Even though I grew up with Penang Nyonya food, Malacca (Melaka) is the origin of Nyonya food. Back in the old days of the Malacca Sultanate some 600 years ago, Malacca was the most important trading ports for the East and West. With trades, it came Chinese merchants to the Malay peninsula and many of them settled down and married local women. Their descendants are known as Peranakan Cina (local-born or straits-born Chinese) where female are referred to as Nyonya and men are Baba, and their unique cuisine—a fusion of Malay and Chinese cuisine—is what we refer to as Nyonya food today.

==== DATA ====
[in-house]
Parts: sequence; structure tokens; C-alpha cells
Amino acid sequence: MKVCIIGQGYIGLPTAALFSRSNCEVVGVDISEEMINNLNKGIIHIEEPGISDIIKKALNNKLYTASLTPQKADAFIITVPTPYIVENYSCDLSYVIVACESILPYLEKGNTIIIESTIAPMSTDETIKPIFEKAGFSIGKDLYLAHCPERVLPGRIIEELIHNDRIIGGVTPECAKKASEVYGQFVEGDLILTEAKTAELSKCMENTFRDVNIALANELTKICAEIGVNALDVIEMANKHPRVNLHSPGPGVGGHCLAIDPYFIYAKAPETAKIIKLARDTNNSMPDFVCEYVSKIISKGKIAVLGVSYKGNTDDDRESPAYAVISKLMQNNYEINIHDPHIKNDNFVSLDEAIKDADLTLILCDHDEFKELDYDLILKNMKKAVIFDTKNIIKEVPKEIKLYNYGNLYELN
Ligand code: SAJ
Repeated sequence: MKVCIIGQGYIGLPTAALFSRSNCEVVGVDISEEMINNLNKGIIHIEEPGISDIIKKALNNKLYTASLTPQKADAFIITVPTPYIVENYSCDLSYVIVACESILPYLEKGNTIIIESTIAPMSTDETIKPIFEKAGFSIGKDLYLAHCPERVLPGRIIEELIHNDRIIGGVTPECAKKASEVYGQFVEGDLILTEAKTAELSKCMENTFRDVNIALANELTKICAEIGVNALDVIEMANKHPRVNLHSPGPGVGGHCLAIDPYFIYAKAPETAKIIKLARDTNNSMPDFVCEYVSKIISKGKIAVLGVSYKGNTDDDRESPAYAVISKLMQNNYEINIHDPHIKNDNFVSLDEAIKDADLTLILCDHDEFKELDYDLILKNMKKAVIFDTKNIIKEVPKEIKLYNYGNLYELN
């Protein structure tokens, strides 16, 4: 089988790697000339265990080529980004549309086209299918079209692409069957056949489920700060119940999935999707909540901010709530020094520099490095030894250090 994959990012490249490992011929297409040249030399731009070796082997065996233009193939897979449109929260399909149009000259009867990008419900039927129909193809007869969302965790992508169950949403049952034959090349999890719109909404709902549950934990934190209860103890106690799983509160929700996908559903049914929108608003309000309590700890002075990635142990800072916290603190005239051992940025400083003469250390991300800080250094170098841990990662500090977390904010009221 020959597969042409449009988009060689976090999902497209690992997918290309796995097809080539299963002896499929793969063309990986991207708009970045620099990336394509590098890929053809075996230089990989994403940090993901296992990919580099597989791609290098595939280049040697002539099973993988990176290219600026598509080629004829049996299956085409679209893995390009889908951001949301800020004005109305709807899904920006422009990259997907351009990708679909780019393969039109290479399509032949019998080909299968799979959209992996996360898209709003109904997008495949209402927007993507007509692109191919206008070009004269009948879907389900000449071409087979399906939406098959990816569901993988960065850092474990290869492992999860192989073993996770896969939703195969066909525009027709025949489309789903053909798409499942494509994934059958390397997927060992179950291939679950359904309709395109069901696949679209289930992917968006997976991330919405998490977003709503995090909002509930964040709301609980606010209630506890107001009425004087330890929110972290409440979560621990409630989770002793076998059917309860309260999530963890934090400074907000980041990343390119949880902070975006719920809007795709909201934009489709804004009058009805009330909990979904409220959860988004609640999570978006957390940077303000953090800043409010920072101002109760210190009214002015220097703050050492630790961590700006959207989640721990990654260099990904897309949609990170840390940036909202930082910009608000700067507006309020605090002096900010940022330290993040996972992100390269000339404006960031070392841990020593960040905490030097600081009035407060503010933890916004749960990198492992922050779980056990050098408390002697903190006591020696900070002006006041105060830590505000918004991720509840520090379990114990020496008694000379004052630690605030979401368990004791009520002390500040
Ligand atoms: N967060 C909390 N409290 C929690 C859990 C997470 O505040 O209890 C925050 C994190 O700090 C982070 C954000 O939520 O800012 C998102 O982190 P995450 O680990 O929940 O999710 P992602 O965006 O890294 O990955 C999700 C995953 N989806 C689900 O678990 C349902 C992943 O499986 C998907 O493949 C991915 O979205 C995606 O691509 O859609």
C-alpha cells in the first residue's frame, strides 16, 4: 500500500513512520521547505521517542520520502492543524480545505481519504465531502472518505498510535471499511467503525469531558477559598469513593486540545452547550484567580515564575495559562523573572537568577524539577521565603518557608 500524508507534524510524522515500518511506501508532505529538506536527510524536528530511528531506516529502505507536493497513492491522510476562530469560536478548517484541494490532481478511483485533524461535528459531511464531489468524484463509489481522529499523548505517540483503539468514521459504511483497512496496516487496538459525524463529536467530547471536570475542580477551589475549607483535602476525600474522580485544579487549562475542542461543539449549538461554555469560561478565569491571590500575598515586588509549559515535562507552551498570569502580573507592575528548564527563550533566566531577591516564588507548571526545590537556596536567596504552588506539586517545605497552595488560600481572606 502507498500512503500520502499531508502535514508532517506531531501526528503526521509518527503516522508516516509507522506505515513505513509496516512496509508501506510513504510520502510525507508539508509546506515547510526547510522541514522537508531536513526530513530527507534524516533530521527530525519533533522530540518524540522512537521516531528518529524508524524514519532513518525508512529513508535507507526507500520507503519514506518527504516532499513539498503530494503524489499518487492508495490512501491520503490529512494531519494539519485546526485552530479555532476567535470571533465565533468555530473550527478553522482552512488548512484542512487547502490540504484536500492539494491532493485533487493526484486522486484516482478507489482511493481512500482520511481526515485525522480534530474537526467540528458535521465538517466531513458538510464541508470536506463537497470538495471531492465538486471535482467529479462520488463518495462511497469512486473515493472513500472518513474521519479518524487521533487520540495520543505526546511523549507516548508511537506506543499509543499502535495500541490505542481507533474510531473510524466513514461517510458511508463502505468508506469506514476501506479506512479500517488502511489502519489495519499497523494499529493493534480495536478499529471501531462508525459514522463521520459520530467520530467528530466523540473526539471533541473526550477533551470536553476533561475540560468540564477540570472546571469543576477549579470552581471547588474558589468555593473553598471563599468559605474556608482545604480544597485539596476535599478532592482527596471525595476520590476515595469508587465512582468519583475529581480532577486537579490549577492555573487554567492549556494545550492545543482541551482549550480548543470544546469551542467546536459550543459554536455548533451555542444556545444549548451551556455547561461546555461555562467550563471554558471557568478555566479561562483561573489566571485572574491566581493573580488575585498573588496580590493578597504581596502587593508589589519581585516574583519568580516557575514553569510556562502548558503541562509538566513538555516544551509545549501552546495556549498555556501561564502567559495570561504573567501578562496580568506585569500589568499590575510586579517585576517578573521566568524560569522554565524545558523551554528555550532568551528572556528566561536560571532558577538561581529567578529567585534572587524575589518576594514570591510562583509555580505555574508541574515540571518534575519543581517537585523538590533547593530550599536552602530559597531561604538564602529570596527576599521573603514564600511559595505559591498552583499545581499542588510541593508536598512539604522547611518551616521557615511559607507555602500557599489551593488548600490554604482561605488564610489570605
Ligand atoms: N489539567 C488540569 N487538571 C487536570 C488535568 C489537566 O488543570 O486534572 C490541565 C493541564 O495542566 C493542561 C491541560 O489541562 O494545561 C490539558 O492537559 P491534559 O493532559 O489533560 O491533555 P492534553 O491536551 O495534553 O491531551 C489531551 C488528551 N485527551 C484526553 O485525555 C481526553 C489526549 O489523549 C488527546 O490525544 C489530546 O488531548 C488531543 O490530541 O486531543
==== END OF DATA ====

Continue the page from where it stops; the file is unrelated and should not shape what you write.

Cincaluk (Cincalok), or fermented baby shrimp, is particularly popular in the Peranakan states of Malacca (Melaka) and Penang. The main ingredient of cincaluk is geragau—little tiny shrimps found off the west coast of Malaysia. Fermented with salt, water, and sugar, cincaluk is an acquired taste even to many Malaysians.
This cincaluk omelet or telur dadar cincaluk is aromatic, with just a tint of the saltiness and pungent taste from the cincaluk. In Penang, cincaluk is mostly used in steamed eggss and not in omelet, so this is a distinct Malacca-style Nyonya dish. Enjoy!